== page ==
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So, our application needs support for dynamically calling web services which are unknown at compile time. The user should therefore be able to specify a URL to a WSDL, and specify some data bindings for the request and reply parameters.

When Googling for answers, it seems like the way to do this is by actually compiling a web service proxy class at runtime, loading it, and invoking the methods using reflection.

I think this seems like a rather clunky approach, given that I don't really need a strongly typed set of classes when I'm going to cast my data dynamically anyway. Dynamically compiling code for doing something that simple also just seems like The Wrong Way To Do It.

Restricting ourself to the SOAP protocol, is there any library for C# that implements this protocol for dynamic use? I can imagine that it would be possible to generate runtime key/value data structures from the WSDL, which could be used to specify the request messages, as well as reading the replies. The library should then be able to send well-formed SOAP messages to the server, and parse the replies, without the programmer having to generate the XML manually (at least not the headers and other plumbing).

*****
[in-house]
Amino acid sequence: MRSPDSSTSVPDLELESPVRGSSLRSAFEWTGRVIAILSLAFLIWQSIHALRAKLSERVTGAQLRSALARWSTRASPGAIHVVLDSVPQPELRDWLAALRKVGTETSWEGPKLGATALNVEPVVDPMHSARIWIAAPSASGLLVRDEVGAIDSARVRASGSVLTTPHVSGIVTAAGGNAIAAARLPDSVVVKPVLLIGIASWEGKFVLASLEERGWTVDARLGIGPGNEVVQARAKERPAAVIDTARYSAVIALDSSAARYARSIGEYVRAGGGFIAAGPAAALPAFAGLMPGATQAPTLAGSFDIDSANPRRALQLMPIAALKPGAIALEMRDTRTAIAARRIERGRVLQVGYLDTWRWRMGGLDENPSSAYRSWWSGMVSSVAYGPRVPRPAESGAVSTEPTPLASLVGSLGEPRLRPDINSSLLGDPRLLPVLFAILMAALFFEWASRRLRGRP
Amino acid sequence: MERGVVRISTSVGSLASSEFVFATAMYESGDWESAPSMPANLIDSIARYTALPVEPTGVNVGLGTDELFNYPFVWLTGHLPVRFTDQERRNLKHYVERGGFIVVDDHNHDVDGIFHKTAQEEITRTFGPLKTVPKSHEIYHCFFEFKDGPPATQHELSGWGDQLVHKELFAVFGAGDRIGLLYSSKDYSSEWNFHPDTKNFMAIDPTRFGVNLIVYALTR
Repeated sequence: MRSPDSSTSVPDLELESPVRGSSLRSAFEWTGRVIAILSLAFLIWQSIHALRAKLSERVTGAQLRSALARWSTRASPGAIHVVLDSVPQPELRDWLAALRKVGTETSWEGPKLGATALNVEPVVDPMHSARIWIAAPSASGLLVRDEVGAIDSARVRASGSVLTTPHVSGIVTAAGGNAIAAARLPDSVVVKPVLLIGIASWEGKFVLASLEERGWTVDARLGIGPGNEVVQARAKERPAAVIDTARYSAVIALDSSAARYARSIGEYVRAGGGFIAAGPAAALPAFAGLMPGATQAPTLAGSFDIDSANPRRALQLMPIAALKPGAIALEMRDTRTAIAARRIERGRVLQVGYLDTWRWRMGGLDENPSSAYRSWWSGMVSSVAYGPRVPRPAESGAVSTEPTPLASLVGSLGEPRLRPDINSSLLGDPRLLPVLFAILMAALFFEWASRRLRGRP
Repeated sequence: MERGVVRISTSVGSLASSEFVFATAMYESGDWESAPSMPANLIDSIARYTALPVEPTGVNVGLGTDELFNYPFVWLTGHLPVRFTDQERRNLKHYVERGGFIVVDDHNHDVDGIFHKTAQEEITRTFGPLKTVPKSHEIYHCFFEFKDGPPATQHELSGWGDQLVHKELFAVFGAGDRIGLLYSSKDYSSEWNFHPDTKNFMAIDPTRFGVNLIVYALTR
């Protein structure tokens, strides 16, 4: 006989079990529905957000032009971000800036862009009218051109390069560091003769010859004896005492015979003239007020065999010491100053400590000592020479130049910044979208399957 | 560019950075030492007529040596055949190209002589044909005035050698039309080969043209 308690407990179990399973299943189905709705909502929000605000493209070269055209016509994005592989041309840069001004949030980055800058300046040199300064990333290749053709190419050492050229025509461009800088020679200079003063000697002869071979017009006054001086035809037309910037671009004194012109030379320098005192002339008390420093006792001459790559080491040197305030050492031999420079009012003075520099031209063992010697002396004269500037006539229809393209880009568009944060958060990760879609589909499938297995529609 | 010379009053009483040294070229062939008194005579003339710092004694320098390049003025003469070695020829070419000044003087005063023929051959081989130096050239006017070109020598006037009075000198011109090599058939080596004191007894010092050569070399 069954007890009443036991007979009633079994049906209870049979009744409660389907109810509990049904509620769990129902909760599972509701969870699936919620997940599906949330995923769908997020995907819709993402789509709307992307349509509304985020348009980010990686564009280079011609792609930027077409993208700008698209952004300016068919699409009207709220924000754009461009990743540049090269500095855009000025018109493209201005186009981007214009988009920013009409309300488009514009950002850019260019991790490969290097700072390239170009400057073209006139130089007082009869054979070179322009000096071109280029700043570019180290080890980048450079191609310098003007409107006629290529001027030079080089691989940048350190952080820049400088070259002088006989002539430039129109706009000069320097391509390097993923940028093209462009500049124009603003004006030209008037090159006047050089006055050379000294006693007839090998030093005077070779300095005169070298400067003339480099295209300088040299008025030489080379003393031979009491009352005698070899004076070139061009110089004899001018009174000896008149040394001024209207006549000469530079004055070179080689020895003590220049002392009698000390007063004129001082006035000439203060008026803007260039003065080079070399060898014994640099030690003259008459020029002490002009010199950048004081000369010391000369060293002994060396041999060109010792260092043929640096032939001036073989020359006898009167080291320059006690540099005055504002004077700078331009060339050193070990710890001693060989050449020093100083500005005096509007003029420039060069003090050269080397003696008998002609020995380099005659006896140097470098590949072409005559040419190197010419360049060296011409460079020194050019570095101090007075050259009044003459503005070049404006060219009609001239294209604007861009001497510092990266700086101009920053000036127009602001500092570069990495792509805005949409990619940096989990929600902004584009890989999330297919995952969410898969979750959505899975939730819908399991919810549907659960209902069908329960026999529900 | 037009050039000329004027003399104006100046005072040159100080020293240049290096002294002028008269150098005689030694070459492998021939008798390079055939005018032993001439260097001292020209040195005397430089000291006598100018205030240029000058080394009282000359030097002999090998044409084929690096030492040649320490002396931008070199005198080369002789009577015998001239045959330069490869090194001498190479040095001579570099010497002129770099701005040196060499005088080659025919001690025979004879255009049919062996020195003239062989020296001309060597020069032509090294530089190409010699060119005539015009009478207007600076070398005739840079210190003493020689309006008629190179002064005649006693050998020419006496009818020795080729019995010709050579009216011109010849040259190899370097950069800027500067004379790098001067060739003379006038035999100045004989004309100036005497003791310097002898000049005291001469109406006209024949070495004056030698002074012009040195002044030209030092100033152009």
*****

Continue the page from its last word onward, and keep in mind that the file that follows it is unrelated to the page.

I can't seem to find any library that actually does this. Is what I want to do really that esoteric, or have I just searched the wrong places?



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I think that you will need to reflect the signature of the unknown web service in order to know how to call it.

But instead of compiling a webservice proxy you could use a javascript ajax call at runtime once you know what you need to call. You could use, for example, jquery.ajax() to make an XMLHttpRequest to the unknown web service (once you know what to call).

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Yeah, but the signature is specified in the WSDL. I want to make the call at server side, but even if I did want to make it at the client, an XMLHttpRequest still requires me to specify all of the SOAP plumbing myself. – Ulrik Rasmussen Apr 30 '10 at 9:06

I'm looking for such a solution, it seems that WSIF is the solution

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